Students in high-poverty schools are still disproportionately taught by out-of-field and rookie teachers, according to “Not Prepared for Class,” a new report from The Education Trust. While inequity in teacher assignment patterns mark inner-city and rural schools – notably in mathematics – gaps in access to in-field teachers actually are widest in our nation’s suburbs and small towns.
In fact, nearly ten years since No Child Left Behind passed with provisions to equalize access to strong teachers – particularly for the kids who need it most – progress has been disappointingly slow. An analysis of the most recent data from the U.S. Department of Education’s Schools and Staffing Survey shows the following patterns:
- In high-poverty secondary schools, core academic classes (English/language arts, mathematics, science, and history/social studies) are almost twice as likely to be taught by out-of-field teachers as are those classes in low-poverty schools.
- In our high-poverty middle and high schools, one out of every five core classes is assigned to an out-of-field teacher. One in four middle and high school mathematics courses in high-poverty schools is taught by an educator with neither a math major nor certification in the subject.
Our nation’s schools also have failed to make progress on equity in teacher assignments based on experience. First-year teachers, who research indicates are less effective than their more experienced colleagues, are still teaching students attending high-poverty schools at higher rates than other students. And while the practice is most prevalent in urban schools, this problem isn’t just a big-city issue. In small towns, rookie teachers are assigned to high-poverty schools almost twice as often as they are assigned to low-poverty schools.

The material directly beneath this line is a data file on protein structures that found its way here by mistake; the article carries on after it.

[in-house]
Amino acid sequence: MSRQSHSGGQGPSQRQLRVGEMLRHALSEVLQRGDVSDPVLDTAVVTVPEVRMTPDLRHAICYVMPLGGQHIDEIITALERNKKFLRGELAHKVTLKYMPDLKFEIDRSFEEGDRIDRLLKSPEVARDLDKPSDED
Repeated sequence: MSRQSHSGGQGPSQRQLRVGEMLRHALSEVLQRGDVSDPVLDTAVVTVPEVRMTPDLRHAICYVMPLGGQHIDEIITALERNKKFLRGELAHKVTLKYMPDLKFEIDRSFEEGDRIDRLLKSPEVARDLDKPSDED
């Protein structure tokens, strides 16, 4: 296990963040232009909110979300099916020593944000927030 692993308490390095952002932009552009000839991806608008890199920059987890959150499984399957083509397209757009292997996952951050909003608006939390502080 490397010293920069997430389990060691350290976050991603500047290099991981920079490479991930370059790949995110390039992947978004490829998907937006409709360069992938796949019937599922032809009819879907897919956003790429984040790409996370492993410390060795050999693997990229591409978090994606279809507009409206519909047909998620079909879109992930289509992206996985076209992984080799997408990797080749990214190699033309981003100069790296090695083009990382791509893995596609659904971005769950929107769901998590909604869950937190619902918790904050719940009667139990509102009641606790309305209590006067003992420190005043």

Teachers matter – a lot. Both their subject knowledge and level of experience have a big impact on student outcomes. And yet states continue to fail our most vulnerable students by not giving them the strong teachers they need.
A variety of forces are at play when it comes to who teaches whom. But some school and district leaders are finding ways to break these long-standing patterns to ensure that all students – especially those who need the most from their schools – have access to able teachers. In North Carolina, for example, Charlotte-Mecklenburg Schools is working to attract and retain its most effective teachers to its low-performing schools by giving these campuses top status in the district and making them desirable places to work.